Nebraska, Broken Bow Homestead Records (FamilySearch Historical Records)Edit This Page
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|This article describes a collection of historical records available at FamilySearch.org.|
Access the records: Nebraska, Broken Bow Homestead Records, 1890-1908 .
This collection includes homestead entry case files and land entry case files for the years 1890 to 1908. The files were arranged chronologically and assigned a final certificate number. The files are from the Bureau of Land Management and include documents required to qualify for a homestead, such as:
- Final certificates
- Applications with land descriptions
- Affidavits showing proof of citizenship
- Register and Receiver receipts, notices, and final proofs
- Testimonies of witnesses
The Homestead Act of 1862 was signed into law after the secession of many Southern states from the Union. The Homestead Act allowed for settlement of land in unpopulated areas. It established a land acquisition process that required filing an application, improving the land, and filing for the deed of title. Any citizen or intended citizen could file an application for 160 acres of land, as long as they had never fought against the U.S. Government. Homesteaders had 5 years to build on, farm, and improve the land. After five years, a homeowner could file for a land patent or deed at a local land office. The local land offices forwarded the documentation to the General Land Office in Washington D.C. with a final certificate of eligibility.
Claimants paid $1.25 an acre. Service in the Union Army was counted towards the residency requirement after the Civil War. Not all homesteaders were able to qualify for ownership of the land due to harsh soil and weather conditions. Once the railroads were in place, homesteading increased due to the ease of travel.
- Application and final certificate numbers
- Name of applicant
- Description and location of land
How to Use the Record
To begin your search it is helpful to know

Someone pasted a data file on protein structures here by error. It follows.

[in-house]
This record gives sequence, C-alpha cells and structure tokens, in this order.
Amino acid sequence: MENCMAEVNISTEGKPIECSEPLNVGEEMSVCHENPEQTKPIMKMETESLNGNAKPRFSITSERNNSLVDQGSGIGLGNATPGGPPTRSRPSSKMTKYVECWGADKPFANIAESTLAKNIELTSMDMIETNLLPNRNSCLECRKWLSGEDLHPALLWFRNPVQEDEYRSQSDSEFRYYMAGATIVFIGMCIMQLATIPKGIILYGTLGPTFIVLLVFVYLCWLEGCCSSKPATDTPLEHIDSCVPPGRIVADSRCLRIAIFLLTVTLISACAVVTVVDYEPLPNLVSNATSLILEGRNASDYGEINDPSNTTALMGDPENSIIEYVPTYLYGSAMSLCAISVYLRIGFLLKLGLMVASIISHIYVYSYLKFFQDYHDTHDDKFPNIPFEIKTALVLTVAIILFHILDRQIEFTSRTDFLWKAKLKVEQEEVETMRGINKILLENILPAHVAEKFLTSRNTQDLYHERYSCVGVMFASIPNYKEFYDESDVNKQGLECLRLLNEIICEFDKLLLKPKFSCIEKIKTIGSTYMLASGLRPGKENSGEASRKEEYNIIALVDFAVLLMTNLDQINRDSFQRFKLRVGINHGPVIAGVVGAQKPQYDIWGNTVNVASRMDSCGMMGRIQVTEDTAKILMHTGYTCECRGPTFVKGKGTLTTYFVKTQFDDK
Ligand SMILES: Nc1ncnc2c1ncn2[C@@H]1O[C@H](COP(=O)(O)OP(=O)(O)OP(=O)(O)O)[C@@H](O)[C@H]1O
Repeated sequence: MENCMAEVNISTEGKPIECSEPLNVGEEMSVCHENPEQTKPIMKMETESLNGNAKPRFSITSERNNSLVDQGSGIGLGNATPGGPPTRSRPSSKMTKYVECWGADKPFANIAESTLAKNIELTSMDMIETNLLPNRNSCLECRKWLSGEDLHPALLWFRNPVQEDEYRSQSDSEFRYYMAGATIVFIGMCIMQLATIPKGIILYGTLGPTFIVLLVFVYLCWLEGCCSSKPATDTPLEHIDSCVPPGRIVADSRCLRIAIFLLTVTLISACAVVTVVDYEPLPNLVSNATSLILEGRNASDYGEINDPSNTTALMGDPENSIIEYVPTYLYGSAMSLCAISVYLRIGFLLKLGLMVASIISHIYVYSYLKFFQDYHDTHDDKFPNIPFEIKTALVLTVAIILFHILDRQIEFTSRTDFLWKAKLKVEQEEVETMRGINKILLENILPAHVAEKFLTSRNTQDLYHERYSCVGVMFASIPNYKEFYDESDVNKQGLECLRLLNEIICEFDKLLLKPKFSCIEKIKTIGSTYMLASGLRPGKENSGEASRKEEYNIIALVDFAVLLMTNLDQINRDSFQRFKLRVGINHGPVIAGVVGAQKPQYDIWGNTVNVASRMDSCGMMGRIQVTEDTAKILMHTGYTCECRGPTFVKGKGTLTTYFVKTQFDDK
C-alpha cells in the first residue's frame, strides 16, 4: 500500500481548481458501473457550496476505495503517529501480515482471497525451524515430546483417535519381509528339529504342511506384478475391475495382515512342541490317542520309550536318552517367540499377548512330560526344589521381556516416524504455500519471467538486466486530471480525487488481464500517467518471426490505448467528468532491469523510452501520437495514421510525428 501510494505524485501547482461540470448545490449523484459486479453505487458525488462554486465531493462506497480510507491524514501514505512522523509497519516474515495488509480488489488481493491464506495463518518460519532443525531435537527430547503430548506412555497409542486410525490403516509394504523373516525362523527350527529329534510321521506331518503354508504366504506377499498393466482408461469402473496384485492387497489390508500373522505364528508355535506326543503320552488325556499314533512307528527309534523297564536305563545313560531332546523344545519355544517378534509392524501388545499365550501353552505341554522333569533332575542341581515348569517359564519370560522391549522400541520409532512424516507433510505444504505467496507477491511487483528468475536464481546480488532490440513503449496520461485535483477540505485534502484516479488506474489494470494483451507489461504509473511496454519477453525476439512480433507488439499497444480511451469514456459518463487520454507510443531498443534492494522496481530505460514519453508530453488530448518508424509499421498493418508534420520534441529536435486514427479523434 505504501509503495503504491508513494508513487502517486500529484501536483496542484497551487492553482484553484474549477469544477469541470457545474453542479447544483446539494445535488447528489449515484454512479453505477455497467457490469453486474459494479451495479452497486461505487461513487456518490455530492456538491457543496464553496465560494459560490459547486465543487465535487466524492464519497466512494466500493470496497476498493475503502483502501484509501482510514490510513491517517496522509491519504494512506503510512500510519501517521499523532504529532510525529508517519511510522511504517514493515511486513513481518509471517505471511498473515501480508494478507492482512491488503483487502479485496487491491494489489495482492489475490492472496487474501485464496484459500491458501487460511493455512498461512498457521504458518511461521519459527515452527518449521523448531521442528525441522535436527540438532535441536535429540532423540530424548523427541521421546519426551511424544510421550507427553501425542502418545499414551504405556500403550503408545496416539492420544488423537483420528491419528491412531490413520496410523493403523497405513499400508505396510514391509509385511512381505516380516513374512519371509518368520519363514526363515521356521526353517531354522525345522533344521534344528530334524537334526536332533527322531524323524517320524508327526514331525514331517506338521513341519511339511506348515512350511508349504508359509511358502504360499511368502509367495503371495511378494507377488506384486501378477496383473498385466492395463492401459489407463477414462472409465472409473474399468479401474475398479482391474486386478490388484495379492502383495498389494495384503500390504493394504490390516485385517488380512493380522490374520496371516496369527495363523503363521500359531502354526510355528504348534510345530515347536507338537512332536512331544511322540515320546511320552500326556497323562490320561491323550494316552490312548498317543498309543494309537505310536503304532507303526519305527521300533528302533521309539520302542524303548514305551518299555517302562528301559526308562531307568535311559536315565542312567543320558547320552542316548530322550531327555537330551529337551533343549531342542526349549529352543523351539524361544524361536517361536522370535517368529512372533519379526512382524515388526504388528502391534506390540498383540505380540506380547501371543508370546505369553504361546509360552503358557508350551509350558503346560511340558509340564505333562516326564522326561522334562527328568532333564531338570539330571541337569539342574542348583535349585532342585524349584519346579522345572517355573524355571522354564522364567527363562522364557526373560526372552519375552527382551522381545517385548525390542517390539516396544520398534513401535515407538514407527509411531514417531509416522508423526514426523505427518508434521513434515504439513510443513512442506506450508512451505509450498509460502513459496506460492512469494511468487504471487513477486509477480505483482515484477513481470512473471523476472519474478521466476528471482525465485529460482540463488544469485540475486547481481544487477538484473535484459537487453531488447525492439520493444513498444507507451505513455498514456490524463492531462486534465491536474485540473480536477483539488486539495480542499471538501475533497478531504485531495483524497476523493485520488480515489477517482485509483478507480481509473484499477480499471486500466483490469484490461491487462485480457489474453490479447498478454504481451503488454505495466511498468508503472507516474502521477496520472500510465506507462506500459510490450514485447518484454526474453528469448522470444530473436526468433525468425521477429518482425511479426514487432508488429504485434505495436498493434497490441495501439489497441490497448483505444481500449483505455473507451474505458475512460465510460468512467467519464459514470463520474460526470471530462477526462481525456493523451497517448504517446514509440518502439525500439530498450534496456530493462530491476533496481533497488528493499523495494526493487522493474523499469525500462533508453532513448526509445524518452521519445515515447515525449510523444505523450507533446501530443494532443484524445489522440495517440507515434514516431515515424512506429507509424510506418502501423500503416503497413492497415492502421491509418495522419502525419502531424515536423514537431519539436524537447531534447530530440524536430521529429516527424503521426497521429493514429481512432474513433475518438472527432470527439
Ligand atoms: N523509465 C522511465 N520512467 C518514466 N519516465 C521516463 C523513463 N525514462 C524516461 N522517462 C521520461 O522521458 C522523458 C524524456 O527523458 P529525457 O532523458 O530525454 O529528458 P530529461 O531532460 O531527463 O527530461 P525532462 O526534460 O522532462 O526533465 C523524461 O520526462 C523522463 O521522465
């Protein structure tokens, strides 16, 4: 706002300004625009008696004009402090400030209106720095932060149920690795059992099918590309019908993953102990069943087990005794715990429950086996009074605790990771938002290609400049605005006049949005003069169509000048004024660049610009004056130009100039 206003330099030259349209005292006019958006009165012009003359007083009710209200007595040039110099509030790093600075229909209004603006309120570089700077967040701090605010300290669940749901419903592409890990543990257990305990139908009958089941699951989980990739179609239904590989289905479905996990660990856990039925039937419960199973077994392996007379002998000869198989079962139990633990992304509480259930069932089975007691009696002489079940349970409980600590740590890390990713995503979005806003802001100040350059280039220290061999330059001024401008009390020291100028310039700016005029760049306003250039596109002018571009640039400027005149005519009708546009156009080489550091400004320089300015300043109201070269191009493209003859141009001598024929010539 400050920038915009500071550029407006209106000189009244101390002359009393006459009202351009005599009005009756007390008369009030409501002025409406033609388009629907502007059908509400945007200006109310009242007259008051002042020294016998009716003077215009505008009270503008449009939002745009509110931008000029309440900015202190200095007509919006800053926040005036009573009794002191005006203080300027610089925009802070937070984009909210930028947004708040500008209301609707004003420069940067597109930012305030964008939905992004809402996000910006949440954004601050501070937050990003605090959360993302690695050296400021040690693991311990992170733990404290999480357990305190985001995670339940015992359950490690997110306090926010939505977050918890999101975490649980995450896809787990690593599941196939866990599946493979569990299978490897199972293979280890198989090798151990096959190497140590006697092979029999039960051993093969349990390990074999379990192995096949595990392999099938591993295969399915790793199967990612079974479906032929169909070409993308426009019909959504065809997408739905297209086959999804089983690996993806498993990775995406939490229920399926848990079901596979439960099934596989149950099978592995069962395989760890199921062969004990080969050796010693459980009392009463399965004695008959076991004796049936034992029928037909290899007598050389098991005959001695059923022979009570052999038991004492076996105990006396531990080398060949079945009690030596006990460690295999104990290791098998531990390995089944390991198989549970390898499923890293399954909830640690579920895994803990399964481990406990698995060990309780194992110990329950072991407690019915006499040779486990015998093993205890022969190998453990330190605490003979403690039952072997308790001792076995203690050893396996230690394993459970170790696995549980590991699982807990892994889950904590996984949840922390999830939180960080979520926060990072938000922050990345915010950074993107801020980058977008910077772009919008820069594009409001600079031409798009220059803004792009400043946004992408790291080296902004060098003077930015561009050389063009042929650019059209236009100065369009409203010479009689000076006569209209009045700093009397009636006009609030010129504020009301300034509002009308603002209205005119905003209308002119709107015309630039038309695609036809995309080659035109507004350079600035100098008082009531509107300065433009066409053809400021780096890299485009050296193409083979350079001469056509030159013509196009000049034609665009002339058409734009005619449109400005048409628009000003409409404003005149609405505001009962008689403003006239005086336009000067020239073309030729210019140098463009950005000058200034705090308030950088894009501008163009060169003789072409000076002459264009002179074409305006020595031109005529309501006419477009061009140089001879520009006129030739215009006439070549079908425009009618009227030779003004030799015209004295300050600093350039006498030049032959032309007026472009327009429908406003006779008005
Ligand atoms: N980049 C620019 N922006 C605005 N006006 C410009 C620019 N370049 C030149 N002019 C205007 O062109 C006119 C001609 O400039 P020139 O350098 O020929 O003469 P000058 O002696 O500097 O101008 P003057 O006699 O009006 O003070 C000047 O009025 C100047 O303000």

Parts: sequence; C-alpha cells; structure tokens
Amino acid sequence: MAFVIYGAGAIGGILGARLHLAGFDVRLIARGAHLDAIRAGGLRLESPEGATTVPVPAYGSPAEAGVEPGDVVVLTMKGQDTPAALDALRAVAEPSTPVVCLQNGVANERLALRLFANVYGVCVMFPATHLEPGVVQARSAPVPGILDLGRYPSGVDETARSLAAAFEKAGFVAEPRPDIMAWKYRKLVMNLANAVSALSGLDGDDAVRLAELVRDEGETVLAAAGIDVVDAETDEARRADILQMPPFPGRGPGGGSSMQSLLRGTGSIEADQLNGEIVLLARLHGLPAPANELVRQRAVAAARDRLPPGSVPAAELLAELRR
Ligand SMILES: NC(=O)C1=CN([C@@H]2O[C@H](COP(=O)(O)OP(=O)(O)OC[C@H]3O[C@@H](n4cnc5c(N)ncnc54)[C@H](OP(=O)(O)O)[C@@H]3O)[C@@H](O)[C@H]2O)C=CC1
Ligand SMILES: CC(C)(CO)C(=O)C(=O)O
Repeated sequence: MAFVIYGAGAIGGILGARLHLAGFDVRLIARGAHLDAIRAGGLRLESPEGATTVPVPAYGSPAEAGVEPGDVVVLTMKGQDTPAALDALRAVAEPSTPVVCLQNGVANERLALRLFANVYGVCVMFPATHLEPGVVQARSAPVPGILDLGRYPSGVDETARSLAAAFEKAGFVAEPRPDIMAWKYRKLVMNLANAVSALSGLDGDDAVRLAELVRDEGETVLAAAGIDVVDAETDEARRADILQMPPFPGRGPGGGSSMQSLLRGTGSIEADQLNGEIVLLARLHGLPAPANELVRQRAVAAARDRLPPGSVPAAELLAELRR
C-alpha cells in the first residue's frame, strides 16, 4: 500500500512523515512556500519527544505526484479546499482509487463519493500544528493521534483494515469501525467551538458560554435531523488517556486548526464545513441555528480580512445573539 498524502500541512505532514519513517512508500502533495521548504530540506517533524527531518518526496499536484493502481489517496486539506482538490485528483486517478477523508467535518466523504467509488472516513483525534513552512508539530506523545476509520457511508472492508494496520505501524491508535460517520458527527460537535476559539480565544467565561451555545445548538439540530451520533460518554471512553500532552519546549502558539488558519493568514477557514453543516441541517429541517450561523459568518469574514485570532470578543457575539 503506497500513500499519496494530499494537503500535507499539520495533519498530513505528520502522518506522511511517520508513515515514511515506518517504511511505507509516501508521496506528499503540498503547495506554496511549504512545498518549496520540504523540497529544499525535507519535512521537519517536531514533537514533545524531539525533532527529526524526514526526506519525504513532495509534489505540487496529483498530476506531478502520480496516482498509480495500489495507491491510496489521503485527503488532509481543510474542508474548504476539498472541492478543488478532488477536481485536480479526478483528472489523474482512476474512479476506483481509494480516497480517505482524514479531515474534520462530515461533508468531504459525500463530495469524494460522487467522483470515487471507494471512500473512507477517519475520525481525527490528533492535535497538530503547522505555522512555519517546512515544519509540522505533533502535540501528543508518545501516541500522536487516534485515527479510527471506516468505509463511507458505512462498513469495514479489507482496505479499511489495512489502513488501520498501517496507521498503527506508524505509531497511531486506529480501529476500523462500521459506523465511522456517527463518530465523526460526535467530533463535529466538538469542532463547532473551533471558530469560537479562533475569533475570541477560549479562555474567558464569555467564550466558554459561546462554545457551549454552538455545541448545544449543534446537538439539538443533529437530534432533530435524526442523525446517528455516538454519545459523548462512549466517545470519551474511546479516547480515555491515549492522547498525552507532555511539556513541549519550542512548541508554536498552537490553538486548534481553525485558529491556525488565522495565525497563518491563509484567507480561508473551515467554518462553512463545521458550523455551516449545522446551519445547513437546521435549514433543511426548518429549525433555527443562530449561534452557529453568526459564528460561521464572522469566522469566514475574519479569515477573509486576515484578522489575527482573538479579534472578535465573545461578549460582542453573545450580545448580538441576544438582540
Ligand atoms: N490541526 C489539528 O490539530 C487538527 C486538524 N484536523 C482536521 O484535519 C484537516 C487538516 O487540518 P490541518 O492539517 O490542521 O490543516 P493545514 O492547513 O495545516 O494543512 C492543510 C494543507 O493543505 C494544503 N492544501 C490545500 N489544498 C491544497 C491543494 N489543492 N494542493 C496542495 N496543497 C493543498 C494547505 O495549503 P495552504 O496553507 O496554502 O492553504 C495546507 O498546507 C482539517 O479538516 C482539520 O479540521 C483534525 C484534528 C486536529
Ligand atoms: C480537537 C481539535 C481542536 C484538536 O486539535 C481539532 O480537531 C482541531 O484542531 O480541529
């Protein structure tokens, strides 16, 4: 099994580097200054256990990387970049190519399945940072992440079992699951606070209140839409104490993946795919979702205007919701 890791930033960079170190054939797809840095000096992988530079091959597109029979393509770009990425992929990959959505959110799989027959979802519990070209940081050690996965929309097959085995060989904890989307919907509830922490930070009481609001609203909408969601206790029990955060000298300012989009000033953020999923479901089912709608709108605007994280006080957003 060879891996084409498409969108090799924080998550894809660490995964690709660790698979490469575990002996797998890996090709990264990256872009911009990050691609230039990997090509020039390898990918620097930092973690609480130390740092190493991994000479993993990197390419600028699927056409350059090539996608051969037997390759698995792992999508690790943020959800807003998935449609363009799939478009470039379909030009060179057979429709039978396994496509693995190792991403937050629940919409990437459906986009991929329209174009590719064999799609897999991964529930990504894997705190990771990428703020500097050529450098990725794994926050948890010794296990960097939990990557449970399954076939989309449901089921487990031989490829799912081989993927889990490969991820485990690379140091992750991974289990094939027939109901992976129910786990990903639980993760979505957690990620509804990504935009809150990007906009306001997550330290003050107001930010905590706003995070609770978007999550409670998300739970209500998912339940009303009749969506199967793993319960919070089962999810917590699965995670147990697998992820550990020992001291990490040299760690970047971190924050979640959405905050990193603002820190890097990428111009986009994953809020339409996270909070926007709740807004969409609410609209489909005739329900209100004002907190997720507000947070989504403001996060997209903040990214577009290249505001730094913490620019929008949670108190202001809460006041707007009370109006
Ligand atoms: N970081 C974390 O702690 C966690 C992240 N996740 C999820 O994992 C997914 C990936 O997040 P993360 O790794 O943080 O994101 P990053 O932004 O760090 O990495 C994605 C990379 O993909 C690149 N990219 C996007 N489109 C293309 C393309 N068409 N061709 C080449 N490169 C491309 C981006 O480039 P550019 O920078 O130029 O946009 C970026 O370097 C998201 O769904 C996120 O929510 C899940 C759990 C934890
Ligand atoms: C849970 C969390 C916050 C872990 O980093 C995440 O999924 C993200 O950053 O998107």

- Name of the applicant
Search the Collection
Fill in the requested information in the initial search page. This search will return a list of possible matches. Compare the information about the ancestors in the list to what you already know about your ancestors to determine if this is the correct family or person. You may need to look at several images and compare the information about the individuals listed in those images to your ancestors to make this determination.
As you are searching it is helpful to know such information as your ancestor’s given name and surname, some identifying information such as residence and age, and family relationships. Remember that there may be more than one person in the records with the same name as your ancestor and that your ancestor may have used nicknames or different names at different times.
For tips about searching on-line collections see the on-line video at FamilySearch Search Tips.
Using the Information
When you have located your ancestor’s record, carefully evaluate each piece of information given. These pieces of information may give you new biographical details that can lead you to other records about your ancestors. Add this new information to your records of each family. For example:
- Use the name, location, and date to find the family in census records.
- Use the description and location of land to find the family in land records.
- Use the description and location of land to find the family in probate records.
If you are unable to find the ancestors you are looking for, check for nearby land owners with similar or variant spellings of the surnames.
Related Wiki Articles
- Nebraska Land and Property
- Nebraska, Homestead Records from Nebraska City and Lincoln Land Offices (FamilySearch Historical Records)
Contributions to This Article
|We welcome user additions to FamilySearch Historical Records wiki articles. Guidelines are available to help you make changes. Thank you for any contributions you may provide. If you would like to get more involved join the WikiProject FamilySearch Records.|
Citations for This Collection
When you copy information from a record, you should list where you found the information; that is, cite your sources. This will help people find the record again and evaluate the reliability of the source. It is also good to keep track of records where you did not find information, including the names of the people you looked for in the records. Citations are available for the collection as a whole and each record or image individually.
- "Nebraska, Broken Bow Homestead Records, 1890-1908" Index. FamilySearch. http://FamilySearch.org : accessed 2013. Citing "Land Entry Case Files of the Broken Bow Land Office, Broken Bow, Nebraska: Homestead Final Certificates, 1890-1908." Fold3.com. http://www.fold3.com : 2007.
Record Citation (or citation for the index entry):
|The citation for a record is available with each record in this collection, at the bottom of the record screen. You can search records in this collection by visiting the search page for Nebraska, Broken Bow Homestead Records, 1890-1908.|
- This page was last modified on 21 January 2015, at 20:32.
- This page has been accessed 3,613 times.
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